On Tour With: Amber Arcades
Amber Arcades dropped their EP, Cannonball, in June — complete with a gorgeous cover of Nick Drake’s classic 1972 track “Which Will.” And, as can be expected, they’ve been playing more than a few dates on the road in support.
The band, the project of whip-smart Dutch singer Annelotte de Graaf (who also has bachelor’s and master’s law degrees), formed after de Graaf spent years squirreling away money to record an album, her first paychecks courtesy of a teenage grocery store gig. That money led to her debut LP, Fading Lines, and, later a partnership with Heavenly Recordings.
TIDAL caught up with de Graaf on the road at Brooklyn’s 2017 Northside Festival to find out a bit more about what it’s like to go on tour with Amber Arcades.
On pre-tour rituals… The day before tour I can’t do anything because in my head I’m already on tour or something. I spend five minutes packing my bag and I’m just like, ‘Yeah, OK, let’s go.’ And then I have to wait a whole day so then I’m just sitting on my couch waiting, pretty much. I just spend that time packing my bags, washing my hair. Because who knows when will be the next time when I get to wash it?
On road music… I’m just really obsessed about it. I always start with the perfect soundscape for the landscape. So I have different playlists based on what time of day it is — like if it’s night, or morning, or midday, or if it’s in the city, or somewhere in an open field, or the countryside. I have one called ‘Nighttime Driving.’ It’s a kind of shoegazy thing.
On the worst sleeping arrangement… This one time we were on tour in the States and we ended up at some motel that had blood stains on the wall, which was really creepy. It was kind of hidden under a table, but it wasn’t hidden well. You could see it. So that was kind of scary.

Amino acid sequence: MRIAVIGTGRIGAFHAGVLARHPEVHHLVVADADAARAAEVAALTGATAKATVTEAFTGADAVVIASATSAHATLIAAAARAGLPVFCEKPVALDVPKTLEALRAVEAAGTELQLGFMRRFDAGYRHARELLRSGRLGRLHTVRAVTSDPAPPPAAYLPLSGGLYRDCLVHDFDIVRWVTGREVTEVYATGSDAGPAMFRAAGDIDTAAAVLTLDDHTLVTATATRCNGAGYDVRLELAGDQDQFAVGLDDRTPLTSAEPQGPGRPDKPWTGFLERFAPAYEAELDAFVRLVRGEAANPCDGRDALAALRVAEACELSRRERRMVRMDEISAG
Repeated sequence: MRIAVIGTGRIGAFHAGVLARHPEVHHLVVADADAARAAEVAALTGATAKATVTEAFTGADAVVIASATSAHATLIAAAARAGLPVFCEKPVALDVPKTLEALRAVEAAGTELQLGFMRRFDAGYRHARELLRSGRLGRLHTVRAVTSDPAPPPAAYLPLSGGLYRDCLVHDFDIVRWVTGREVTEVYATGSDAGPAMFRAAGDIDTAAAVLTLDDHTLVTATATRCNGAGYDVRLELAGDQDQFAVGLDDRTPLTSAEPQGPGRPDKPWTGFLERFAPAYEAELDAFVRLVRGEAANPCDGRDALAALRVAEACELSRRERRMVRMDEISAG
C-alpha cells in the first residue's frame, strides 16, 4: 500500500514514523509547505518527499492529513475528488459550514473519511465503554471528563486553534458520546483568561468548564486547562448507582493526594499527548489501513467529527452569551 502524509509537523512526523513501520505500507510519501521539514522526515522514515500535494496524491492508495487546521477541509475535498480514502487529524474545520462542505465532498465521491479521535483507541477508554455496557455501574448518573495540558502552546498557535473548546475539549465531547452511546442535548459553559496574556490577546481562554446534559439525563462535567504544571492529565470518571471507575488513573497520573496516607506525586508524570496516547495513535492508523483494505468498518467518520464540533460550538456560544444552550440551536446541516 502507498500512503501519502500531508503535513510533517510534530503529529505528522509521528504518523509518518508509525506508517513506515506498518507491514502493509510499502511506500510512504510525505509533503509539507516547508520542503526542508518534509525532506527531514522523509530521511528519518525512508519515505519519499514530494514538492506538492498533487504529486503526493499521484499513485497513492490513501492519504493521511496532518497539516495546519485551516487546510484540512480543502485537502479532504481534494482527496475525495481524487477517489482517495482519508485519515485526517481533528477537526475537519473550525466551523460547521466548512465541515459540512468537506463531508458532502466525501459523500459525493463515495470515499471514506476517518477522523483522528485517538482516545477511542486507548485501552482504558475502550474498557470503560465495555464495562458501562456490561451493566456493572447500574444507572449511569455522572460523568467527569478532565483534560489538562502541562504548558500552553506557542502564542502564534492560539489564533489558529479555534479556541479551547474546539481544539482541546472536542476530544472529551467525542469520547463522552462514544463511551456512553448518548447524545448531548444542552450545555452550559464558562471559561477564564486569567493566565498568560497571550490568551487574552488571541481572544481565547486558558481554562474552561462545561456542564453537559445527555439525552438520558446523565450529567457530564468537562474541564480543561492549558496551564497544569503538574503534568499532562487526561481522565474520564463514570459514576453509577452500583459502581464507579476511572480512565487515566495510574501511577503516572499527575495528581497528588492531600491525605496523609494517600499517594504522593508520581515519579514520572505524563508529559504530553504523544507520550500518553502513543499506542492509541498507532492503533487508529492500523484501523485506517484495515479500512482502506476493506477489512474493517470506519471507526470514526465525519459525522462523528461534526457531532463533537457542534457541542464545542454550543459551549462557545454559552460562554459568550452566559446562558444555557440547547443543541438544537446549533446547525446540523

Also one time, we slept with a friend in Brighton, and it was a really small room. But we couldn’t get to the bathroom because then we had to go through our hosts’ bedroom and they were sleeping. So we couldn’t get to the bathroom at night and we had all drank quite a lot of beer, so we did have to pee the whole night. But it was like one hundred meters from the beach, so if we had to pee we just walked out to the beach, to pee in the sea and then walk back to bed.
On being productive on the road… There’s no way. You can’t be productive on tour. We tried. One time we tried doing an Italian course. We found this tape in the car for Italian lessons, so we listened to that for a couple of days. But most of the time, it’s the only time where I can do nothing, just watch a movie or read a book. I feel like it’s okay to relax and not be productive.
On tour games… We have one where you have to guess [who the player is pretending to be]. It has to be something related to tour. On the ride home, we recount the last couple of weeks and pretend to be something we saw — it can be anything: a person, an animal, a food that you ate, an object that you saw. Sometimes it gets pretty abstract.
Also, we were touring the States last September, and they have a lot of toll roads here; we don’t really have those where we live. [On tour, we learned about a game called] Toll Touching. So the challenge is to touch the person at the tollbooth as many times as possible during one transaction. I think I’m the record-holder with, like, twenty or something.
(Photo credit: Nick Helderman)
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